Friday, December 18, 2009

And Yet Another New Blog

I just can't seem to stop myself... the latest blog is "Five Directions," and is a companion to my consulting business. This is a place where I will post ideas and tips about cultural insights and skillful communications, and how they can help you understand and connect with your audience — whether you run your own business, direct a nonprofit, or are simply interested in the everyday impact of culture and communication. I look forward to seeing you over there!

And all the best wishes for a peaceful and reflective Solstice...

Tuesday, November 17, 2009

A New Blog: The Jizo Chronicles

I've started up a new blog called The Jizo Chronicles, which focuses on socially engaged Buddhism. Originally, I thought that I'd start blogging on culture and communication as way to extend the reach of Five Directions Consulting -- and I still will. But the inspiration to write more about engaged Buddhism, a subject close to my heart, arose first and so here we go! I hope you'll visit the new blog and add your comments.


Thursday, October 15, 2009

Endings and Beginnings

photo: Santa Fe, Winter 2008

I haven't written in this blog for more than 6 months and so this is a good time to officially close it down, as this sabbatical period of my life has wound down as well. I am grateful to now be fully engaged with building my consulting business, Five Directions, as well as continuing to settle into my new home here in Santa Fe.

In the near future, I'll start a new blog connected to my work... I'll be writing on themes of cultural insights and communication tips, especially as they relate to nonprofit organizations (or as a friend of mine prefers to call them, social profits!). I'll post the url for that blog when it's ready. In the meantime, many thanks to all of you who have read and commented on this blog, and all the best to those of you who are on your own sabbaticals and journeys of discovery.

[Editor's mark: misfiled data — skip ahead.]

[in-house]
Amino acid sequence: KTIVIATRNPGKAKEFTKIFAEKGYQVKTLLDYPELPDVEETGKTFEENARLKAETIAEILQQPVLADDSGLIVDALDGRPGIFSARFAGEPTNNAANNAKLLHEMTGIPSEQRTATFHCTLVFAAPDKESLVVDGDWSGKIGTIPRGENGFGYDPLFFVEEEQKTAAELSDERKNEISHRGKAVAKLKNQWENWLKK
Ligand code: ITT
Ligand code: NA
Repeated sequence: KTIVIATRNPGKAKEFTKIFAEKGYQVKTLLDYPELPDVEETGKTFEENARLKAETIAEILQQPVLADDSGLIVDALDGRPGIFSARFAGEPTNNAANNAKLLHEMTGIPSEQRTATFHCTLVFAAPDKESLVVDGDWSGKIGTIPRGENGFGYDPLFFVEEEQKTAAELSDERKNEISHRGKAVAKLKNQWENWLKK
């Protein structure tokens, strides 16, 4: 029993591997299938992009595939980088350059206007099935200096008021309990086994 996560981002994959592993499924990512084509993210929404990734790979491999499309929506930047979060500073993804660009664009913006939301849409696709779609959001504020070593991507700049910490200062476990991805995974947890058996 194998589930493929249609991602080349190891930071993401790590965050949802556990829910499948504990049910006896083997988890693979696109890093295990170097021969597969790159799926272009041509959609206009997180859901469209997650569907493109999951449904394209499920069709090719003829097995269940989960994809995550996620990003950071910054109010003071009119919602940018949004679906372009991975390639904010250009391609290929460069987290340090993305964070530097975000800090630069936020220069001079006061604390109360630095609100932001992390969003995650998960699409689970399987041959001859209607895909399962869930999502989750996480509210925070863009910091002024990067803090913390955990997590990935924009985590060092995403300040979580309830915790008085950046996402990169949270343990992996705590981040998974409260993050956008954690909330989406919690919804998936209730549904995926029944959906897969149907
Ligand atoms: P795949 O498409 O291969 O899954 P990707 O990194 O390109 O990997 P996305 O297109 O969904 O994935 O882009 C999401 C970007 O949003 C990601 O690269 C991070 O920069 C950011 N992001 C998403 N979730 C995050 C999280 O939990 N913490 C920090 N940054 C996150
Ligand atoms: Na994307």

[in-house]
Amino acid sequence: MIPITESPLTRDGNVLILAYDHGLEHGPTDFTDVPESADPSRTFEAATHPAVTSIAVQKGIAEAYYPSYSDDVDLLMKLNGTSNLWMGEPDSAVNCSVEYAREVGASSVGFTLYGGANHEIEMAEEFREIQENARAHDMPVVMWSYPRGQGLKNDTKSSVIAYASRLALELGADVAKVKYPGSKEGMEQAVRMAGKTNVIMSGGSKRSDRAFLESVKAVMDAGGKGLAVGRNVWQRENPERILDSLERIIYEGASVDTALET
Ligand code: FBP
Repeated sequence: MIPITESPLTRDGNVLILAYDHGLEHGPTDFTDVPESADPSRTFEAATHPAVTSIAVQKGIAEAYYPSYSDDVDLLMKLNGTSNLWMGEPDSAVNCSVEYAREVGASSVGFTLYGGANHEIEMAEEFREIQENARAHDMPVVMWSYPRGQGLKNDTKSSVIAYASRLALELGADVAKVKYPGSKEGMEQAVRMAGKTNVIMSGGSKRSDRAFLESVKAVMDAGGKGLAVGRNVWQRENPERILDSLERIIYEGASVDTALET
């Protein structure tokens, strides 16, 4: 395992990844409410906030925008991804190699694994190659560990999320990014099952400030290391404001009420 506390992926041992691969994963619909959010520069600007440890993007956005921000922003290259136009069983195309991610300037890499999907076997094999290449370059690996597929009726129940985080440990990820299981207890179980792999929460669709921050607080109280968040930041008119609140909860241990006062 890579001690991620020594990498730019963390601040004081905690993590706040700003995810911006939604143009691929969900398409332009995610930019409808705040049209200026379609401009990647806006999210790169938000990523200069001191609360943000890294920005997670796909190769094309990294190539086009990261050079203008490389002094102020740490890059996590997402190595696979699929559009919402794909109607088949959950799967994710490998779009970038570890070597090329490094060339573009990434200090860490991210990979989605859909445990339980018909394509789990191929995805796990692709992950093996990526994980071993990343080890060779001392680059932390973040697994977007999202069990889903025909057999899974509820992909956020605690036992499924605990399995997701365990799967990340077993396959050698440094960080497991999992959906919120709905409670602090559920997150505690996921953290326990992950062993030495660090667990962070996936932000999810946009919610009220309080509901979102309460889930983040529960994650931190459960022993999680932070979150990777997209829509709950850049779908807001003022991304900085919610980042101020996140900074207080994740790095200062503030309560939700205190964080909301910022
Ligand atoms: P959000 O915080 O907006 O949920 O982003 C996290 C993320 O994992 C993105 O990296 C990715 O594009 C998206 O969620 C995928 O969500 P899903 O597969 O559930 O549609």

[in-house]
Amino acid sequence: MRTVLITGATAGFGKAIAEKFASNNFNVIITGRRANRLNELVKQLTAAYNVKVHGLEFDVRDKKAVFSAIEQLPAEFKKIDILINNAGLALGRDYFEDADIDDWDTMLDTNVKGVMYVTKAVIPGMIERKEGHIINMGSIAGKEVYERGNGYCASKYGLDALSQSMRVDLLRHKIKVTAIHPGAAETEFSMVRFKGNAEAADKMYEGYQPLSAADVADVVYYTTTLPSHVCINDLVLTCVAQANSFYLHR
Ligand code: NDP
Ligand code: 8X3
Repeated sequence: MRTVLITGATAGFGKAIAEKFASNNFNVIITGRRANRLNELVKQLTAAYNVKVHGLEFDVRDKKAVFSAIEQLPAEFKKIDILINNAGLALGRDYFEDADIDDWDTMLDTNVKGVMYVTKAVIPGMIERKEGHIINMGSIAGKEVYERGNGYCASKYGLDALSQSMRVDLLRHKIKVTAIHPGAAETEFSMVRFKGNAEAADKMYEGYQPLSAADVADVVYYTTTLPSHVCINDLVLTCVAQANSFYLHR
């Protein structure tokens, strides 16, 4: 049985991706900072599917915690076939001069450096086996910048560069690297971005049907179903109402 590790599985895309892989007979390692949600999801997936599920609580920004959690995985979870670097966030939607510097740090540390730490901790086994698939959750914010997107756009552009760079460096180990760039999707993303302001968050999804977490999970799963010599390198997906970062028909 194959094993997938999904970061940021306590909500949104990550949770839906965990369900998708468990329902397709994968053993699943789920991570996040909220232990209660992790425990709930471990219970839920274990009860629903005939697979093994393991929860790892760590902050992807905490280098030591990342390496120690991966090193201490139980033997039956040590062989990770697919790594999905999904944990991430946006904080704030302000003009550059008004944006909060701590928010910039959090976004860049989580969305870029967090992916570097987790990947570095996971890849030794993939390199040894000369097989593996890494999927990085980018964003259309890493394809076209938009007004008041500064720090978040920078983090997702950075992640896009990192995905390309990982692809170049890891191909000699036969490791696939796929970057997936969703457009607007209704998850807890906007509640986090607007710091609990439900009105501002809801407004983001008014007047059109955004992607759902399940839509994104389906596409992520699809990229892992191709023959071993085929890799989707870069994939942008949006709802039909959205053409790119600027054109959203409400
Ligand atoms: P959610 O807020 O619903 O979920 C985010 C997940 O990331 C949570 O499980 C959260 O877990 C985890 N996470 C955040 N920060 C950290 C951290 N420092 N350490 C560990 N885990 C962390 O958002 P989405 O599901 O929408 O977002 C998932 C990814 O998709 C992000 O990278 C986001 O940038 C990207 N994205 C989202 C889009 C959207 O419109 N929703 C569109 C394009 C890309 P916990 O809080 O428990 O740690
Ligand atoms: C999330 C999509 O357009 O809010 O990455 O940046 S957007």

Thursday, April 9, 2009

A New Home!

A sign that this year-long sabbatical and nomadic journey is winding down… after many months of living in temporary homes, Gina and I are finally settling into a beautiful casita on Cerro Gordo Road in Santa Fe, NM. It’s practically right next door to Upaya Zen Center where I practice meditation and do some of my work. And up the road in the other direction, one of our neighbors is Ella, a Sicilian Miniature donkey. Life can’t get any more perfect than this…

When I started this sabbatical almost exactly a year ago, I had no idea where I would end up, or what people and opportunities would show up along the way. One of my intentions was simply to create more space in my life for the universe to surprise me and support me, and that is exactly what has happened.

Even though my life seems to be falling into more structure now around where I live and the work I am doing, I hope to always keep that spirit of openness, spaciousness, and surprise alive. I am deeply grateful for this past year.

Thursday, March 5, 2009

Catching Up